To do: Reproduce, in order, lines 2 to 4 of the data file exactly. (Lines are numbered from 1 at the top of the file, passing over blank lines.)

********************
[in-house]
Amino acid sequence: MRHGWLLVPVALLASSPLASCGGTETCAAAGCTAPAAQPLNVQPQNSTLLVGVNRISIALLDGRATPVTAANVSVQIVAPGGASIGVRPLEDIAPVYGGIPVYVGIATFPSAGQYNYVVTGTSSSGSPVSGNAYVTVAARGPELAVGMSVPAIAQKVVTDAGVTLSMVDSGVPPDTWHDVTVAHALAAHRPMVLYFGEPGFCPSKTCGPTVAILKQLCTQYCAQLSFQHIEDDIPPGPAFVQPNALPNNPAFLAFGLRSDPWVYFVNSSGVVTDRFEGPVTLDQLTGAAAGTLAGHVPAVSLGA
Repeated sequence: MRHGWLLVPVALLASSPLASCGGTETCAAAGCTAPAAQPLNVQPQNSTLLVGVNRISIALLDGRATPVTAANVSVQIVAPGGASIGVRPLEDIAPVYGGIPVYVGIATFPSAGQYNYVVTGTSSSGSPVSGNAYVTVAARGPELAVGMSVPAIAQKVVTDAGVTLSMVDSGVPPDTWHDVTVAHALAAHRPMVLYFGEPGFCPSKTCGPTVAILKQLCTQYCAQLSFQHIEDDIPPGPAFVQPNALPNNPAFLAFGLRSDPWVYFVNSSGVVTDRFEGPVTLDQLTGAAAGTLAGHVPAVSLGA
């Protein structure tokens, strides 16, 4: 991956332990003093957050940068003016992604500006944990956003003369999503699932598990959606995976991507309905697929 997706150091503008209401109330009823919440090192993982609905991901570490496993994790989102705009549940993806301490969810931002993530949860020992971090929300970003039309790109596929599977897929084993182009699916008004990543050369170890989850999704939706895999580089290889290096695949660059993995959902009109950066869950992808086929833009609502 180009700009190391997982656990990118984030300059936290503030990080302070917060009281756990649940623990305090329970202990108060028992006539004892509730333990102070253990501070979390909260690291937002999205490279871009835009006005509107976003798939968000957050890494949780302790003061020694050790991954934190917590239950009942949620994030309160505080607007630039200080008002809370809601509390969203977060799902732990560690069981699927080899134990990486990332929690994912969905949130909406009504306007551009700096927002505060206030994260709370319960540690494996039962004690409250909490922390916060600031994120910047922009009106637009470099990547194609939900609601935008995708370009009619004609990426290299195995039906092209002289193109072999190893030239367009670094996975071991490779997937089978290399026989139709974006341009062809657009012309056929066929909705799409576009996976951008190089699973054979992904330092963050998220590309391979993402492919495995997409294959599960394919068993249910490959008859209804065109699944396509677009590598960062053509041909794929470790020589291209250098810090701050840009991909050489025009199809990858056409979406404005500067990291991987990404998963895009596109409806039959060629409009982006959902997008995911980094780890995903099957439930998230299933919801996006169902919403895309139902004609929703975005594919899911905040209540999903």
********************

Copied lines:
Amino acid sequence: MRHGWLLVPVALLASSPLASCGGTETCAAAGCTAPAAQPLNVQPQNSTLLVGVNRISIALLDGRATPVTAANVSVQIVAPGGASIGVRPLEDIAPVYGGIPVYVGIATFPSAGQYNYVVTGTSSSGSPVSGNAYVTVAARGPELAVGMSVPAIAQKVVTDAGVTLSMVDSGVPPDTWHDVTVAHALAAHRPMVLYFGEPGFCPSKTCGPTVAILKQLCTQYCAQLSFQHIEDDIPPGPAFVQPNALPNNPAFLAFGLRSDPWVYFVNSSGVVTDRFEGPVTLDQLTGAAAGTLAGHVPAVSLGA
Repeated sequence: MRHGWLLVPVALLASSPLASCGGTETCAAAGCTAPAAQPLNVQPQNSTLLVGVNRISIALLDGRATPVTAANVSVQIVAPGGASIGVRPLEDIAPVYGGIPVYVGIATFPSAGQYNYVVTGTSSSGSPVSGNAYVTVAARGPELAVGMSVPAIAQKVVTDAGVTLSMVDSGVPPDTWHDVTVAHALAAHRPMVLYFGEPGFCPSKTCGPTVAILKQLCTQYCAQLSFQHIEDDIPPGPAFVQPNALPNNPAFLAFGLRSDPWVYFVNSSGVVTDRFEGPVTLDQLTGAAAGTLAGHVPAVSLGA
């Protein structure tokens, strides 16, 4: 991956332990003093957050940068003016992604500006944990956003003369999503699932598990959606995976991507309905697929 997706150091503008209401109330009823919440090192993982609905991901570490496993994790989102705009549940993806301490969810931002993530949860020992971090929300970003039309790109596929599977897929084993182009699916008004990543050369170890989850999704939706895999580089290889290096695949660059993995959902009109950066869950992808086929833009609502 180009700009190391997982656990990118984030300059936290503030990080302070917060009281756990649940623990305090329970202990108060028992006539004892509730333990102070253990501070979390909260690291937002999205490279871009835009006005509107976003798939968000957050890494949780302790003061020694050790991954934190917590239950009942949620994030309160505080607007630039200080008002809370809601509390969203977060799902732990560690069981699927080899134990990486990332929690994912969905949130909406009504306007551009700096927002505060206030994260709370319960540690494996039962004690409250909490922390916060600031994120910047922009009106637009470099990547194609939900609601935008995708370009009619004609990426290299195995039906092209002289193109072999190893030239367009670094996975071991490779997937089978290399026989139709974006341009062809657009012309056929066929909705799409576009996976951008190089699973054979992904330092963050998220590309391979993402492919495995997409294959599960394919068993249910490959008859209804065109699944396509677009590598960062053509041909794929470790020589291209250098810090701050840009991909050489025009199809990858056409979406404005500067990291991987990404998963895009596109409806039959060629409009982006959902997008995911980094780890995903099957439930998230299933919801996006169902919403895309139902004609929703975005594919899911905040209540999903």